That's because in four years, the share of the firm's financial consultant force working on teams has surged from 30% to its current total at 70%, and could continue to grow, Metzger says.
Hilliard's team-based award is just one part of its compensation plan, which also rewards members of the firm's financial consultant force who practice individually. But the strength and growth of its team program speaks to an industry-wide emphasis on teams that has continued to surface on the compensation plans for wealth management firms this year. On Wall Street magazine has once again gathered the new compensation plans for the large wirehouse and regional firms to see what financial advisors can expect from those companies in 2012. And, for the first time, we have also included a new chart from a smaller regional firm, Southwest Securities.
The results may surprise you. With the help of our outside compensation expert Andy Tasnady, we found out which firms came out on top at the $1 million, $600,000, $400,000 and $200,000 production levels.
Of the wirehouse firms, UBS Financial Services held on to the top spot at the $1 million mark, and rose to number one this year at the $600,000 level. Bank of America Merrill Lynch took the top spot at the $400,000 level, while Wells Fargo came in at number one at $200,000.
Of the regional firms, Raymond James & Associates also held on to its top spot at the $1 million mark. Janney Montgomery Scott took number one at the $600,000 level. Stifel Nicolaus and Wedbush Securities held on to their top spots from last year at $400,000 and $200,000 respectively.
But the compensation story this year is so much more than the rankings or the team-based awards. It's also the tweaks that firms make to try to get their financial advisors to reach higher and higher for assets. It's the acquisition of Morgan Keegan that will make the appearance of that firm's compensation grid in our rankings this year its last. And it's all of those changes that will help determine financial advisor loyalty.
It Takes a Team
Hilliard Lyons' team-based plan, called Preferred Partnership, was inspired five years ago when the firm looked what smaller, more nimble wealth management firms were offering, according to Metzger, who also serves as director of private client group administration at the firm.
Today, Louisville, Ky.-based Hilliard's team plan allows for the teams to combine the production from all of their partners and tell the firm each year how they want to divide it.
"Basically, it allows them to go through our financial consultant compensation plan as one unit. Even though there might be four or five people on that, they can make more money," Metzger says. "They can make more money being in the preferred partners versus a stand-alone advisor."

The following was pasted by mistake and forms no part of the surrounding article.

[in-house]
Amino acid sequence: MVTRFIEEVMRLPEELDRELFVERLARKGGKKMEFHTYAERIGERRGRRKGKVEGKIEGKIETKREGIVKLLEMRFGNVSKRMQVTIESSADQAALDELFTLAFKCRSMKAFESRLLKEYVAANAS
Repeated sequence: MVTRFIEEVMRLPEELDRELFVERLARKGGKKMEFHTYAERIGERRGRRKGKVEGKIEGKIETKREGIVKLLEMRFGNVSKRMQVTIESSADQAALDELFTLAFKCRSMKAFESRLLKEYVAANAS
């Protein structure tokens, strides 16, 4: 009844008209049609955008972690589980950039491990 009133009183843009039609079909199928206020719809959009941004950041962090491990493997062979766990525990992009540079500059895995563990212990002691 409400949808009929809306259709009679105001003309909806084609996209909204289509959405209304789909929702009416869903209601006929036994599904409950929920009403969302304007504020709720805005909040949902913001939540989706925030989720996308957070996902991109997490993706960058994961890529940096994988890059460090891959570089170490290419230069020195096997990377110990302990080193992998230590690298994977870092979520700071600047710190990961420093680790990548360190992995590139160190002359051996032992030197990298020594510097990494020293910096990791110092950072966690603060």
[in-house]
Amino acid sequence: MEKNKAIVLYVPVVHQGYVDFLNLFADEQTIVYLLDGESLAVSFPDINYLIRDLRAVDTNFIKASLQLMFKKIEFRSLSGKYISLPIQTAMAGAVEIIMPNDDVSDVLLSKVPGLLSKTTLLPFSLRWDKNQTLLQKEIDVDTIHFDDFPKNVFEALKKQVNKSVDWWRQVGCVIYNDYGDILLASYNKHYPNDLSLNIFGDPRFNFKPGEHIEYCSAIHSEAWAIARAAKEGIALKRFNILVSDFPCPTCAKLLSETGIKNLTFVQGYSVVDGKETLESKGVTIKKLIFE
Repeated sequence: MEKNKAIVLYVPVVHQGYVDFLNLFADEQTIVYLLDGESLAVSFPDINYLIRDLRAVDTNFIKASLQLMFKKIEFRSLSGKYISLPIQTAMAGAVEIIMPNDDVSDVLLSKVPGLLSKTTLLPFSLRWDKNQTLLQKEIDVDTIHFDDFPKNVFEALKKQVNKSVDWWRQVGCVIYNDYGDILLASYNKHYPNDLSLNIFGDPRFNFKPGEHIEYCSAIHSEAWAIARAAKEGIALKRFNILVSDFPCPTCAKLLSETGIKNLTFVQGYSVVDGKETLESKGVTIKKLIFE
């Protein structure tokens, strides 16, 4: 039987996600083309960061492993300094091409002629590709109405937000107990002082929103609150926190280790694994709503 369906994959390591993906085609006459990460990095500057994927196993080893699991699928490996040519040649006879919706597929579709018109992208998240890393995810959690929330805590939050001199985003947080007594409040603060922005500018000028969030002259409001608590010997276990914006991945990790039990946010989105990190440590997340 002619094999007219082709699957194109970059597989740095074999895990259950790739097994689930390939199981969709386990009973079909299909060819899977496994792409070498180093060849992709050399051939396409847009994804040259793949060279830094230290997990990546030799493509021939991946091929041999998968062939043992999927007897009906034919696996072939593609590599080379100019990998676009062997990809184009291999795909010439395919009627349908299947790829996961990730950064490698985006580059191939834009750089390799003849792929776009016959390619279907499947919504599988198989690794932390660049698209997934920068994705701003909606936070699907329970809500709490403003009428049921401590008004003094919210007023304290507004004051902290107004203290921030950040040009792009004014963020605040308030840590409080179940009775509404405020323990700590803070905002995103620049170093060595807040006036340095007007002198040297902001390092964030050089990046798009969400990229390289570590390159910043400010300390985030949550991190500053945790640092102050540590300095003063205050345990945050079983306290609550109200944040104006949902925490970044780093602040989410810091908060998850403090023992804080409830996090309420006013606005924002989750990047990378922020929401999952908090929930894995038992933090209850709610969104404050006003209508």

Hilliard's teams can range in size from two financial consultants working with one client service associate to seven financial consultants working with three client service associates. The bigger team would likely be in a growing area for the firm like the Carolinas, Metzger says. Hilliard currently operates predominantly out of Kentucky, Indiana, Ohio and Tennessee.
The team structure allows them to provide different areas of expertise for clients, much like seeking the consultation of a general health practitioner and specialist doctors, Metzger says. This structure ultimately allows for a financial consultant who enjoyed daily portfolio analysis and analytical details to pair up with another financial consultant who leans more toward broad wealth planning and relationship management.
"It's people with different skill sets and different things that they enjoy most about the practice partnering with other team members that leads to greater client satisfaction and really greater advisor satisfaction, as well as overall success for the firm," says Jaleigh White, who joined Hilliard as executive vice president and director of high net worth strategies last July. "It's the case where one plus one does equal three."
The team structure is also aimed at taking the risk off of adding new members. Someone with a very unique set of expertise, but not a lot of clients, can be folded into a team in their first year at one production level. In subsequent years, after they have proven themselves, their take-home pay can go up.
But even as Hilliard has ramped up its emphasis on a team-based approach, sometimes an individual practice still makes the most sense, Metzger says. One of Hilliard's individual financial consultants is a municipal bond expert with 35 years of experience in the industry. His practice, as a result, is more of a niche and more suited to an individual, according to Metzger. "We absolutely value the individual practitioners, financial consultants, but a lot of those individuals have a very niche and narrow practice," Metzger says.